Recently I went there for lunch on a beautiful afternoon with some friends visiting from out of town and was struck with what a great place it is to be during the day when you can really see the view. Since then I have become a regular for a lunch on the weekend.
Remember the 1987 movie “Moonstruck” set in New York and starring Cher and Nicholas Cage? The Castorini family had a favorite Italian restaurant in their Brooklyn neighborhood – Grand Ticino - that they went to frequently, and where they were always warmly greeted and waited on by the solicitous waiter, Bobo.
That feeling of genuine hospitality and welcome from the Ancona family and their staff is what one finds at Angelino. Recently, Angelino was reviewed by Leslie Harbib in the MarinScope, and I thought her review hit the mark. As she noted there, apart from the food, one of the factors that adds immeasurably to the overall experience and authenticity at Angelino is that in addition to Pasquale Ancona, the owner who comes from Napoli, two of the waiters, Danilo and Giancarlo, are also from Italy.
When I go to Angelino for lunch I love to sit at the bar, which is tended by either Sal or Ted, and which commands a nice view of the room and the Bay beyond. In addition, if they have some time, either Pasquale or his wife, Donna, will stop by for a chat.
My favorite dish at Angelino is their Linguine alla Pescatore, which is served with a wonderful spicy tomato and fish sauce including shrimp, scallops, clams, mussels, squid and chunks of fish. The pasta is also cooked perfectly al dente, which adds a great deal to the dish. A glass of the Vermentino from Sardegna is the perfect accompaniment for the dish.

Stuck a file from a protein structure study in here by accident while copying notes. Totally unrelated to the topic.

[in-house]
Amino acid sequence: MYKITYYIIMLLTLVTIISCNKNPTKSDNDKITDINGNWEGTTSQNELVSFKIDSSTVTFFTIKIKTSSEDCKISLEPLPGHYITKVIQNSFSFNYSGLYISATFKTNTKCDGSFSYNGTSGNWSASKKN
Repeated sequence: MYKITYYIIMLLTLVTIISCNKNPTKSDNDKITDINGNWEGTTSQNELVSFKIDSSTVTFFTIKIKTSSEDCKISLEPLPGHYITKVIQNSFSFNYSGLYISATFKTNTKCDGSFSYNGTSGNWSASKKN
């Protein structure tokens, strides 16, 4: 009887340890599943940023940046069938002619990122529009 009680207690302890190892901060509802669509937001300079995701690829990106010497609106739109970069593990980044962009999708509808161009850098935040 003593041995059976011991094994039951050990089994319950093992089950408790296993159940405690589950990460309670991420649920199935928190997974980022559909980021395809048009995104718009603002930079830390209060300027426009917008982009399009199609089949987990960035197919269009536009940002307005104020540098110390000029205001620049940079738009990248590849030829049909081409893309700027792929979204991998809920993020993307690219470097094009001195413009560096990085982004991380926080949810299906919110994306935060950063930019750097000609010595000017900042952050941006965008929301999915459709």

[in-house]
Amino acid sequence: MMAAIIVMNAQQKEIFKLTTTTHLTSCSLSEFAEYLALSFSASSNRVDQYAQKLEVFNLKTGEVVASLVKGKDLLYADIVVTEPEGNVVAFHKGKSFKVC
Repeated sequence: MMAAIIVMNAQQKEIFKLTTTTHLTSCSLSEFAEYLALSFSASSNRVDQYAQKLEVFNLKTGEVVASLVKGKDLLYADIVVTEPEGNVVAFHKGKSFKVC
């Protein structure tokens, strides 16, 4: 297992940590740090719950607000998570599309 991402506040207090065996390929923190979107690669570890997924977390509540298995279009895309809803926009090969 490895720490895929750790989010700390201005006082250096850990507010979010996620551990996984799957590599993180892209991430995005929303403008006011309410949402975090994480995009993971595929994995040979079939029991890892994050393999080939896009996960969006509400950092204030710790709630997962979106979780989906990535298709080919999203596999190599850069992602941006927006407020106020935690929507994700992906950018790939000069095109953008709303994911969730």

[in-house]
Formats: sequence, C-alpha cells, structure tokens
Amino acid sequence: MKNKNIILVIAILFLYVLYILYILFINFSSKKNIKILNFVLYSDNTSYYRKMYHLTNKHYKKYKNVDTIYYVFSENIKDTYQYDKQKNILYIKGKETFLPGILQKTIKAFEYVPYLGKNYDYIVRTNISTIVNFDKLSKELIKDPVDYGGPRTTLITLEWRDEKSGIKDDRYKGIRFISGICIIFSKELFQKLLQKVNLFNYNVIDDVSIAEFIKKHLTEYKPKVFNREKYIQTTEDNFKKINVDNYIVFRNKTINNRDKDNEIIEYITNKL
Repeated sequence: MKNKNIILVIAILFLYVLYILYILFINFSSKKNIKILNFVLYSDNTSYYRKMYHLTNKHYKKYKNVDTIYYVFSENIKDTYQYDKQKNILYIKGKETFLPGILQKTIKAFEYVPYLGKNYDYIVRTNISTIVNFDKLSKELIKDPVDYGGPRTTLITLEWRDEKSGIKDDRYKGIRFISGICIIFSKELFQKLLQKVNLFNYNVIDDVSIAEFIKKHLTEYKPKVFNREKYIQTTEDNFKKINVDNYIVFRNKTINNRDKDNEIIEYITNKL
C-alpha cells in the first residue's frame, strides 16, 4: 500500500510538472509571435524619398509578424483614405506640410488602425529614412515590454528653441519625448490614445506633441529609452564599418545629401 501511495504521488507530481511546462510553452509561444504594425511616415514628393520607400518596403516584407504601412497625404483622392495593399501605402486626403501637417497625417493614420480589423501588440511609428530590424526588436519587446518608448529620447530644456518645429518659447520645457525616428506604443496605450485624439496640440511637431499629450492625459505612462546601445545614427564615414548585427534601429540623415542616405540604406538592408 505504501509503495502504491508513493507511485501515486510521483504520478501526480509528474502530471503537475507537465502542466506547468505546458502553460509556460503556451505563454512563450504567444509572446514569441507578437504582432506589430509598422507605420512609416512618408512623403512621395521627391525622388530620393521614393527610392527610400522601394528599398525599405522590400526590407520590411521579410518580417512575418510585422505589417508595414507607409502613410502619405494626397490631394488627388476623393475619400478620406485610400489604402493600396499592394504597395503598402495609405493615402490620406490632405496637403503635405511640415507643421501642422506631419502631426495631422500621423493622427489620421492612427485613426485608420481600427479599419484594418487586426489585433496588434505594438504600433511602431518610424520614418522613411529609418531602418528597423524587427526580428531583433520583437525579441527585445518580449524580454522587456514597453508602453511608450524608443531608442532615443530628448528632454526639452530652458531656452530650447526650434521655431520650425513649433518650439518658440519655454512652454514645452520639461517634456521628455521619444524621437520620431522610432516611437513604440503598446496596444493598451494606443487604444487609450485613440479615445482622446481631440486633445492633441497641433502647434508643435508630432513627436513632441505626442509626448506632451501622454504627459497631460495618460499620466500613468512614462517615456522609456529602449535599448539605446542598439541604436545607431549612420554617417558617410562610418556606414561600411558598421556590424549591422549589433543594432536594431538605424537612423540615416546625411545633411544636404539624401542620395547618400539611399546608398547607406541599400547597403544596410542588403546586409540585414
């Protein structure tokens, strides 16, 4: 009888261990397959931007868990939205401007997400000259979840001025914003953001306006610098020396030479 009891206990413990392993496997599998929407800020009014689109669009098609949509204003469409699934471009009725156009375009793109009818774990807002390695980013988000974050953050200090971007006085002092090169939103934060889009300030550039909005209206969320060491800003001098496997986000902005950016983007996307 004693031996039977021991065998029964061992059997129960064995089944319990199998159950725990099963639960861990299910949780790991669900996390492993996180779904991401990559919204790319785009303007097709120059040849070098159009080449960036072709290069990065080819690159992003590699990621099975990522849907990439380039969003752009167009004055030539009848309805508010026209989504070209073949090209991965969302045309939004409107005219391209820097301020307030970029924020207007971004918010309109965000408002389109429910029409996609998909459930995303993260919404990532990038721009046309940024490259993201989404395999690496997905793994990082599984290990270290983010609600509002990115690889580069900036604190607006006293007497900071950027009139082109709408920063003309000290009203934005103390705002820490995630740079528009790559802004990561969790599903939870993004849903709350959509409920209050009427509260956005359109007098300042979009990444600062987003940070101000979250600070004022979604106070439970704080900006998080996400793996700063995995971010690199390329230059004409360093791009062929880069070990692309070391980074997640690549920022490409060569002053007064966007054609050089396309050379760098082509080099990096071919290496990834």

The other day when I was at Angelino for lunch I was a bit hungrier than usual and decided to also have a bowl of their soup of the day, which turned out to be a Tuscan soup made with kale, beans and farro. It was absolutely fantastic – both great flavor and a very interesting texture provided by the slightly chewy farro, a grain I had never had before. I asked Pasquale about the ingredients, which unexpectedly led him to burst out laughing. It turns out I had confused the Italian for Lacinato kale (cavolo nero) with that for a black horse (cavallo nero). Something to watch out for in the future.
When I got home that day I was able to find a recipe online for Farro Soup with Kale. A few days later I used that recipe as a starting point for my own attempt at the dish as follows:
INGREDIENTS (serves 8):
~ 6 ounces whole grain farro (Note: I used a brand called Bartolini from Umbria, which was “semipearled” (i.e. perlato), a term which apparently indicates that the hull has been removed from the grain. I read in one place that if the hull has been removed, there is no need to pre-soak the grain before using it. However, I did soak it overnight..
~ 1/2 pound borlotti beans (Note: Borlotti beans, also known as roman beans or romano beans, are a variety of cranberry bean bred in Italy to have a thicker skin. Borlotti/ cranberry beans originated in Colombia where they were known as cargamanto. The bean is a medium large tan bean, splashed with red/black to magenta streaks. I used a brand of dried beans called Riso Carena from Pavia in Lombardia))